TIME: 11:30AM - 1:30PM
  MEETING PLACE: University Club
Alumni Room
1332 Santa Barbara Street
Santa Barbara, California
  Please bring a plant for the plant exchange!


Dave's Organic Gardening,
Organic Gardening. Local Gardener. Sustainable Gardens.

Dave gave a presentation primarily about soil health and how it affects gardening. He has continued his studies and demonstrated significant knowledge in this field. He was especially influenced by Dr. Elaine Ingham.

Dr. Elaine Ingham's education and focus has been in microbiology with an emphasis on soil. Her books are all on compost tea. She also has numerous publications on different aspects of soil biology e.g., bacteria, fungi, protozoa, etc. She is founder of Soil Foodweb Inc.

Mapping Analysis and Printing System

Dave described the basics of the concept of Soil Food Web.

butterfly and bee

Vegitation shown

Dave was thorough in his presentation of this subject. He also provided Dr. Elaine Ingham's compost tea recipe. I have supplied that here at the end of this article.

Vegitation shown

Dave also described an alternative to the harsh chemical glyphosate (sold as Roundup): AVENGER, available online and at Agriturf off Las Positas. He provided a couple alternatives, including salt and vinegar. Some plants will die when fed vinegar, most will die when fed salt. Between these two many invasive plant infestations may be solved. When these techniques fail, try AVENGER.

Dave can be reached at 805.637.0404 or

Dr. Elaine Ingham's Basic Tea Recipe:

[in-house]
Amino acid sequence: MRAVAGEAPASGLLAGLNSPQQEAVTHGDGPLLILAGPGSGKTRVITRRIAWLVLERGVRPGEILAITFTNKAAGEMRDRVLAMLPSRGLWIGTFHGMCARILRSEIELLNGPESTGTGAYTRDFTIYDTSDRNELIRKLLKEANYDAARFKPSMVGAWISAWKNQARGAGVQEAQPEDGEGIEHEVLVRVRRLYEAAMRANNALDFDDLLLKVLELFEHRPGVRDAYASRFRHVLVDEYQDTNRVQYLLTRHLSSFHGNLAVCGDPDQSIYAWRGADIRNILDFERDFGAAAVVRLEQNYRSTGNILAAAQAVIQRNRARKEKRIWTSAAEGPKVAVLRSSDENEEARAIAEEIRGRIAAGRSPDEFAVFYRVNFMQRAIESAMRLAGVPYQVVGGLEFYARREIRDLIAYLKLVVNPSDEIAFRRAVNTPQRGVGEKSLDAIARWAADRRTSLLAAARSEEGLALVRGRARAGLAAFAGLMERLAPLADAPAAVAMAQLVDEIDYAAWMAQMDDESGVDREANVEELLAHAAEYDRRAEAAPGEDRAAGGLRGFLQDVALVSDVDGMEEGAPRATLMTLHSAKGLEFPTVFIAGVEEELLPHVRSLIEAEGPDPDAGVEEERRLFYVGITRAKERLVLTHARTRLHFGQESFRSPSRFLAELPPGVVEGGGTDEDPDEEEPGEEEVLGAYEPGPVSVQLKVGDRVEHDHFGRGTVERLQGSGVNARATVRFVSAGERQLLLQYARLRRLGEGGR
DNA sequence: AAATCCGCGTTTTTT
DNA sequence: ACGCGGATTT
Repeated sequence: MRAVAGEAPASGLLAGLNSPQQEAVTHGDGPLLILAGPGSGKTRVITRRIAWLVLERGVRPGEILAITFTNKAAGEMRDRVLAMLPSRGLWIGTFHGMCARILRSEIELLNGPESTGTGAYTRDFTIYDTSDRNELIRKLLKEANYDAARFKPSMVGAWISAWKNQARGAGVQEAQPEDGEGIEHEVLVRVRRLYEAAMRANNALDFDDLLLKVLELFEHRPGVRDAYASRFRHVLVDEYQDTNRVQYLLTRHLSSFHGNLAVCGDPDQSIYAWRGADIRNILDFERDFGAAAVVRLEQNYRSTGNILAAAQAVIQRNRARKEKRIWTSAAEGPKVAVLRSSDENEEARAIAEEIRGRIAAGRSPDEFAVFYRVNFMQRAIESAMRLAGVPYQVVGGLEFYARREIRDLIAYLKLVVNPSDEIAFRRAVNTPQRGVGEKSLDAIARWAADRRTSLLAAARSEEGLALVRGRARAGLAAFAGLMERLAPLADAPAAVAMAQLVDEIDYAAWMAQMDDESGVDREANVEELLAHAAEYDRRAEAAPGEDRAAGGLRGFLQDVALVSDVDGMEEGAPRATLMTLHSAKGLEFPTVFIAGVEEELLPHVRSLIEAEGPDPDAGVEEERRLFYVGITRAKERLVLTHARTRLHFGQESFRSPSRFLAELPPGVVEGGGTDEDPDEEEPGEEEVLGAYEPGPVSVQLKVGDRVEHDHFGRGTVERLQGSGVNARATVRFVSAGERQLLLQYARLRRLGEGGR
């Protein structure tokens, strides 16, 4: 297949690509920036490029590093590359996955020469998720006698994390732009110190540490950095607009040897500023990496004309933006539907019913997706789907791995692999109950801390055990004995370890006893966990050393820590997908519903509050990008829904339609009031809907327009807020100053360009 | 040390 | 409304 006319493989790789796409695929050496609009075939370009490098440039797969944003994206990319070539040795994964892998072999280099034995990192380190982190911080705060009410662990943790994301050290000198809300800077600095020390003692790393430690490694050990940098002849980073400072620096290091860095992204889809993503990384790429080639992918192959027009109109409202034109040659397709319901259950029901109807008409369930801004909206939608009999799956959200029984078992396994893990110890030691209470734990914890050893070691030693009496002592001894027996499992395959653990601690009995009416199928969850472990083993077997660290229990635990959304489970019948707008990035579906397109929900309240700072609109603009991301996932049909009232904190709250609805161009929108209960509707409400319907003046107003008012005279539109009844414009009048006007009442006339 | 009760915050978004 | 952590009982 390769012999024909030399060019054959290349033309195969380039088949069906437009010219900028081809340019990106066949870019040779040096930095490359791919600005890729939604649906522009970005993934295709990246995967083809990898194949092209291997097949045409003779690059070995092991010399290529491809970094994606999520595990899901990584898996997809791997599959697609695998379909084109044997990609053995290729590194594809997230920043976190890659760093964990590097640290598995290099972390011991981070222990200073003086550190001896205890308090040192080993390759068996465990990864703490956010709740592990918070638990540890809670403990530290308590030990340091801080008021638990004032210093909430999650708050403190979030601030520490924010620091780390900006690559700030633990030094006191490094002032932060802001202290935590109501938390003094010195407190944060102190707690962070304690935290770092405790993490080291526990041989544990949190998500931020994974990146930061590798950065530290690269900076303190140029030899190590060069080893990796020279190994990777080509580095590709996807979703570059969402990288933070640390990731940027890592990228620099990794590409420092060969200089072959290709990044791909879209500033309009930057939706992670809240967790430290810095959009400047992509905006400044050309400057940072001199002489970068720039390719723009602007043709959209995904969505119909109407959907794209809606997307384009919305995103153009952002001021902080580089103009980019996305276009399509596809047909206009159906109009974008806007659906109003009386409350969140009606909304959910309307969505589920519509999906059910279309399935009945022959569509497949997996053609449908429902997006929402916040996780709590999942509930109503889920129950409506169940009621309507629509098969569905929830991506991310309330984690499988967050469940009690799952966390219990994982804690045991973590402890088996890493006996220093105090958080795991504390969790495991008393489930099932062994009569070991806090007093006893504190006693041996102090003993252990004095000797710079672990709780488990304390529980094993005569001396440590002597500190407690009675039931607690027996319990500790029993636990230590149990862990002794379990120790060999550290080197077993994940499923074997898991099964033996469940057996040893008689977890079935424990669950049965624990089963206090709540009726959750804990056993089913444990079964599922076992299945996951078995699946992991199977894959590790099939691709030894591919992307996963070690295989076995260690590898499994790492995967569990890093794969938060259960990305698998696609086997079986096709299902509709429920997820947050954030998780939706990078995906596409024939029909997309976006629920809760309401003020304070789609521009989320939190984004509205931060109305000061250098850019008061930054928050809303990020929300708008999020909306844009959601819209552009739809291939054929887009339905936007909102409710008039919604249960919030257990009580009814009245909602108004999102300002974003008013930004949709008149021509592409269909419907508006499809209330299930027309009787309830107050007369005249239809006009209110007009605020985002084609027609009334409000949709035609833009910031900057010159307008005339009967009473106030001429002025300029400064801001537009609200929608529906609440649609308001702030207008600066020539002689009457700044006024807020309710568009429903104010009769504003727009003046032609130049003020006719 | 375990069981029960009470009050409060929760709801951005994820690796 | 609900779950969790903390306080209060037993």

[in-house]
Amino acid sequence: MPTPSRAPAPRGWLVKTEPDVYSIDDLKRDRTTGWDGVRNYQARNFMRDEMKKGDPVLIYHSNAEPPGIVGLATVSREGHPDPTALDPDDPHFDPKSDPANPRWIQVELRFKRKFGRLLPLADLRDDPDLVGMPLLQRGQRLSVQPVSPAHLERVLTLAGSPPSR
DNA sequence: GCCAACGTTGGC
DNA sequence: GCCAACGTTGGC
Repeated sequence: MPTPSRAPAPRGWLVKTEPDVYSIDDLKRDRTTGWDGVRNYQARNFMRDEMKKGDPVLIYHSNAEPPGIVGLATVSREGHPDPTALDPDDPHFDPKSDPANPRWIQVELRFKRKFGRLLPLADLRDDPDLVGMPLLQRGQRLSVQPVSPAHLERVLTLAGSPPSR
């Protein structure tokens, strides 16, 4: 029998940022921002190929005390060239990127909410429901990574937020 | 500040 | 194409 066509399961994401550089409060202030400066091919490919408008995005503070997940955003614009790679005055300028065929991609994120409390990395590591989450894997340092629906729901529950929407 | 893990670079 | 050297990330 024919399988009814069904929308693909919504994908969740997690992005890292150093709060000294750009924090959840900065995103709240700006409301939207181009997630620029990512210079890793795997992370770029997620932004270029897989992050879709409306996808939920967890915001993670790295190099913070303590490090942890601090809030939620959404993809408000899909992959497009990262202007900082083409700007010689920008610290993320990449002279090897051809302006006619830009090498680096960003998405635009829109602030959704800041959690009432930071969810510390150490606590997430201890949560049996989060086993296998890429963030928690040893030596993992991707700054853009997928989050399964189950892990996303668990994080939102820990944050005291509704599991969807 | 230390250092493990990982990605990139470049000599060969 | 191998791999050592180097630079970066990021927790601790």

1. 25 gallons of water, aerated to remove chlorine, add two teaspoons of a humic acid solution (preferably humic acid extracted from your own compost).
  2. 1 to 2 tablespoons of humic acid diluted in 2 cups of water BEFORE adding to the COMPOST TEA water OR 1 to 2 tablespoons of fish hydrolysate (pre-diluted to neutralize the acid preservative according to the label on the container).
  3. 1/2 cup of kelp mixed in 5 cups of water BEFORE addition to the compost tea.
  4. 5 pounds of good aerobic (good smelling, like deep forest soil) compost with excellent bacteria, fungi, protozoa in the compost. Using a microscope, assess the compost: Using a 1:5 dilution of compost, 400X total magnification, there should be a MINIMUM of thousands of bacteria in each field of view, 1 strand of fungal hyphae in each 5 fields, 1 flagellate or amoebae in each 5 to 10 fields of view and 1 beneficiall nematode per drop.
Additional foods if needed to improve fungi: 1 cup steel cut oats, or bran flour, or shrimp shells (no protein on the shells!) put in the compost bag with the compost.

Replace humic acids with the same amount of fish hydrolysate if the plants need a nitrogen boost.


Extracts are usually applied to soil

Submitted by
Ray Kolbe